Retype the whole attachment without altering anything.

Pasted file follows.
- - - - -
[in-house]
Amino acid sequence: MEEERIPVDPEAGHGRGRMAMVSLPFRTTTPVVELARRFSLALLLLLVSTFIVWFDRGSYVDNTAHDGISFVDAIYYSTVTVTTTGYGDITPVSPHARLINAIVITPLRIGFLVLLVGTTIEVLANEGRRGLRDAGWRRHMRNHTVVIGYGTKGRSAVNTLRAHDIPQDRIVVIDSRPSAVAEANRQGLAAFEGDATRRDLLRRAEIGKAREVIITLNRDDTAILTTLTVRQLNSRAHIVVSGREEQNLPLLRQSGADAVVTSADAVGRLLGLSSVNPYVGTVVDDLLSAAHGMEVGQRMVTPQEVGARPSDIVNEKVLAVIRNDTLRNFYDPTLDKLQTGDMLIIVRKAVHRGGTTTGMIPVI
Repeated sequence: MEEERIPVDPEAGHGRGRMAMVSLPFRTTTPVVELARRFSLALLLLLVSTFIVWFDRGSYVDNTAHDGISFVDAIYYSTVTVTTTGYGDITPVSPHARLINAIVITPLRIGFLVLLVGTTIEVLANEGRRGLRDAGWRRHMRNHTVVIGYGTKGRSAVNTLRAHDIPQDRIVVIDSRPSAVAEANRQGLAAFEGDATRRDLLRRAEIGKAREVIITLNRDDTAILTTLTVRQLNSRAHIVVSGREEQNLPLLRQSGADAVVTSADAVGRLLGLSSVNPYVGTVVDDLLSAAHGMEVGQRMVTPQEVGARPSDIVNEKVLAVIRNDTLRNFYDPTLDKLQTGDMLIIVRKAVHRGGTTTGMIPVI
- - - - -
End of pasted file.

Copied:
[in-house]
Amino acid sequence: MEEERIPVDPEAGHGRGRMAMVSLPFRTTTPVVELARRFSLALLLLLVSTFIVWFDRGSYVDNTAHDGISFVDAIYYSTVTVTTTGYGDITPVSPHARLINAIVITPLRIGFLVLLVGTTIEVLANEGRRGLRDAGWRRHMRNHTVVIGYGTKGRSAVNTLRAHDIPQDRIVVIDSRPSAVAEANRQGLAAFEGDATRRDLLRRAEIGKAREVIITLNRDDTAILTTLTVRQLNSRAHIVVSGREEQNLPLLRQSGADAVVTSADAVGRLLGLSSVNPYVGTVVDDLLSAAHGMEVGQRMVTPQEVGARPSDIVNEKVLAVIRNDTLRNFYDPTLDKLQTGDMLIIVRKAVHRGGTTTGMIPVI
Repeated sequence: MEEERIPVDPEAGHGRGRMAMVSLPFRTTTPVVELARRFSLALLLLLVSTFIVWFDRGSYVDNTAHDGISFVDAIYYSTVTVTTTGYGDITPVSPHARLINAIVITPLRIGFLVLLVGTTIEVLANEGRRGLRDAGWRRHMRNHTVVIGYGTKGRSAVNTLRAHDIPQDRIVVIDSRPSAVAEANRQGLAAFEGDATRRDLLRRAEIGKAREVIITLNRDDTAILTTLTVRQLNSRAHIVVSGREEQNLPLLRQSGADAVVTSADAVGRLLGLSSVNPYVGTVVDDLLSAAHGMEVGQRMVTPQEVGARPSDIVNEKVLAVIRNDTLRNFYDPTLDKLQTGDMLIIVRKAVHRGGTTTGMIPVI